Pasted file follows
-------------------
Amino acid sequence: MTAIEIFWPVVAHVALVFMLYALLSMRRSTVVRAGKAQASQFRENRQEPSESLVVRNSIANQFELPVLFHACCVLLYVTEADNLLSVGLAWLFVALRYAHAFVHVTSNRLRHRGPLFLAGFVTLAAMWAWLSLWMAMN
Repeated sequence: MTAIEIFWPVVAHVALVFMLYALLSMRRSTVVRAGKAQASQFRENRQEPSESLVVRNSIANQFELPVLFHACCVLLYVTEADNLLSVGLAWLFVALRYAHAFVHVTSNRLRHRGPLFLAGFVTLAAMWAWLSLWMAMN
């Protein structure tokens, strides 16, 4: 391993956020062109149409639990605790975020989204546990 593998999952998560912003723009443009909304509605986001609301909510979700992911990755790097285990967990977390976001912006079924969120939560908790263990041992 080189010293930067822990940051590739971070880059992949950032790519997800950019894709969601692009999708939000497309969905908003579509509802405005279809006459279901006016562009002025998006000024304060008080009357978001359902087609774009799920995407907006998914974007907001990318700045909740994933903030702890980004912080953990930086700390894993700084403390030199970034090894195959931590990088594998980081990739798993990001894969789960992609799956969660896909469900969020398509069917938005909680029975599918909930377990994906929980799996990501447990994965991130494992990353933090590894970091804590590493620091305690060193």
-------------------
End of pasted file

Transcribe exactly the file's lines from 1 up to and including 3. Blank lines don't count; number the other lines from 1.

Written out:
Amino acid sequence: MTAIEIFWPVVAHVALVFMLYALLSMRRSTVVRAGKAQASQFRENRQEPSESLVVRNSIANQFELPVLFHACCVLLYVTEADNLLSVGLAWLFVALRYAHAFVHVTSNRLRHRGPLFLAGFVTLAAMWAWLSLWMAMN
Repeated sequence: MTAIEIFWPVVAHVALVFMLYALLSMRRSTVVRAGKAQASQFRENRQEPSESLVVRNSIANQFELPVLFHACCVLLYVTEADNLLSVGLAWLFVALRYAHAFVHVTSNRLRHRGPLFLAGFVTLAAMWAWLSLWMAMN
């Protein structure tokens, strides 16, 4: 391993956020062109149409639990605790975020989204546990 593998999952998560912003723009443009909304509605986001609301909510979700992911990755790097285990967990977390976001912006079924969120939560908790263990041992 080189010293930067822990940051590739971070880059992949950032790519997800950019894709969601692009999708939000497309969905908003579509509802405005279809006459279901006016562009002025998006000024304060008080009357978001359902087609774009799920995407907006998914974007907001990318700045909740994933903030702890980004912080953990930086700390894993700084403390030199970034090894195959931590990088594998980081990739798993990001894969789960992609799956969660896909469900969020398509069917938005909680029975599918909930377990994906929980799996990501447990994965991130494992990353933090590894970091804590590493620091305690060193």